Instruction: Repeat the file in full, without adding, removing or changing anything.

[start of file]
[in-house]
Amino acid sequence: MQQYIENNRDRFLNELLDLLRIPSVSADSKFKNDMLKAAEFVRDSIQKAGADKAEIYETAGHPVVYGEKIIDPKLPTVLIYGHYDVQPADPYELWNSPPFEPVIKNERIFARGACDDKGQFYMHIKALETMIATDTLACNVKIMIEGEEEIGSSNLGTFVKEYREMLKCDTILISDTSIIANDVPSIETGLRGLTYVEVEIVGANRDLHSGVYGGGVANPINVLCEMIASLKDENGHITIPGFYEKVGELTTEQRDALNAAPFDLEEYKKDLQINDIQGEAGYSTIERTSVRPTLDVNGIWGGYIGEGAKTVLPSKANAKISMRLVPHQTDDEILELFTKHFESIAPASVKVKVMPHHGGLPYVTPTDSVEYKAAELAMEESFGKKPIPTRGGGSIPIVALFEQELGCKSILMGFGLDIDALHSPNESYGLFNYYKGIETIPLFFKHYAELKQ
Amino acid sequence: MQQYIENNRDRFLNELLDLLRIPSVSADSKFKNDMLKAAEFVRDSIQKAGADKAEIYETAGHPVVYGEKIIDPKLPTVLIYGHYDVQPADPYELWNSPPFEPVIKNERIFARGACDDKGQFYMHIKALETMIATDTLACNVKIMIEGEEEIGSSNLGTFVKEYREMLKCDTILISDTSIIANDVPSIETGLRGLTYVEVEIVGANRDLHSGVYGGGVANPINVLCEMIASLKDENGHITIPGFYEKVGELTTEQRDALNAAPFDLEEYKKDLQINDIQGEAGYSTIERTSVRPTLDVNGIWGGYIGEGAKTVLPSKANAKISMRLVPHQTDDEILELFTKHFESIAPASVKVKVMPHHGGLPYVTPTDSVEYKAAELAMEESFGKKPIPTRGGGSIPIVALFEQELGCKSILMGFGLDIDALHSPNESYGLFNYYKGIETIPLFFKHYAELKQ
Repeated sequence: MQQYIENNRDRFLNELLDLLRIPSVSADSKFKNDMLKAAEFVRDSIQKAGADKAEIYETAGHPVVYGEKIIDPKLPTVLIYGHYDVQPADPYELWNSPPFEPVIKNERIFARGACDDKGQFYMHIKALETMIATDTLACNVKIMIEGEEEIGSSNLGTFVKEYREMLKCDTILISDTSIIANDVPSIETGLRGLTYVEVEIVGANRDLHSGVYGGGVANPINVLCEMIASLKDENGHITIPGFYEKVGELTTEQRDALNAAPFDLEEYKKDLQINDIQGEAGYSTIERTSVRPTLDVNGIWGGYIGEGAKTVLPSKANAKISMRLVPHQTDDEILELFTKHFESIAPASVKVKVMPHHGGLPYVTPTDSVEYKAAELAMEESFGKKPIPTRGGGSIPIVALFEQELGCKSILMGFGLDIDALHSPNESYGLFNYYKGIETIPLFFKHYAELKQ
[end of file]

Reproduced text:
[in-house]
Amino acid sequence: MQQYIENNRDRFLNELLDLLRIPSVSADSKFKNDMLKAAEFVRDSIQKAGADKAEIYETAGHPVVYGEKIIDPKLPTVLIYGHYDVQPADPYELWNSPPFEPVIKNERIFARGACDDKGQFYMHIKALETMIATDTLACNVKIMIEGEEEIGSSNLGTFVKEYREMLKCDTILISDTSIIANDVPSIETGLRGLTYVEVEIVGANRDLHSGVYGGGVANPINVLCEMIASLKDENGHITIPGFYEKVGELTTEQRDALNAAPFDLEEYKKDLQINDIQGEAGYSTIERTSVRPTLDVNGIWGGYIGEGAKTVLPSKANAKISMRLVPHQTDDEILELFTKHFESIAPASVKVKVMPHHGGLPYVTPTDSVEYKAAELAMEESFGKKPIPTRGGGSIPIVALFEQELGCKSILMGFGLDIDALHSPNESYGLFNYYKGIETIPLFFKHYAELKQ
Amino acid sequence: MQQYIENNRDRFLNELLDLLRIPSVSADSKFKNDMLKAAEFVRDSIQKAGADKAEIYETAGHPVVYGEKIIDPKLPTVLIYGHYDVQPADPYELWNSPPFEPVIKNERIFARGACDDKGQFYMHIKALETMIATDTLACNVKIMIEGEEEIGSSNLGTFVKEYREMLKCDTILISDTSIIANDVPSIETGLRGLTYVEVEIVGANRDLHSGVYGGGVANPINVLCEMIASLKDENGHITIPGFYEKVGELTTEQRDALNAAPFDLEEYKKDLQINDIQGEAGYSTIERTSVRPTLDVNGIWGGYIGEGAKTVLPSKANAKISMRLVPHQTDDEILELFTKHFESIAPASVKVKVMPHHGGLPYVTPTDSVEYKAAELAMEESFGKKPIPTRGGGSIPIVALFEQELGCKSILMGFGLDIDALHSPNESYGLFNYYKGIETIPLFFKHYAELKQ
Repeated sequence: MQQYIENNRDRFLNELLDLLRIPSVSADSKFKNDMLKAAEFVRDSIQKAGADKAEIYETAGHPVVYGEKIIDPKLPTVLIYGHYDVQPADPYELWNSPPFEPVIKNERIFARGACDDKGQFYMHIKALETMIATDTLACNVKIMIEGEEEIGSSNLGTFVKEYREMLKCDTILISDTSIIANDVPSIETGLRGLTYVEVEIVGANRDLHSGVYGGGVANPINVLCEMIASLKDENGHITIPGFYEKVGELTTEQRDALNAAPFDLEEYKKDLQINDIQGEAGYSTIERTSVRPTLDVNGIWGGYIGEGAKTVLPSKANAKISMRLVPHQTDDEILELFTKHFESIAPASVKVKVMPHHGGLPYVTPTDSVEYKAAELAMEESFGKKPIPTRGGGSIPIVALFEQELGCKSILMGFGLDIDALHSPNESYGLFNYYKGIETIPLFFKHYAELKQ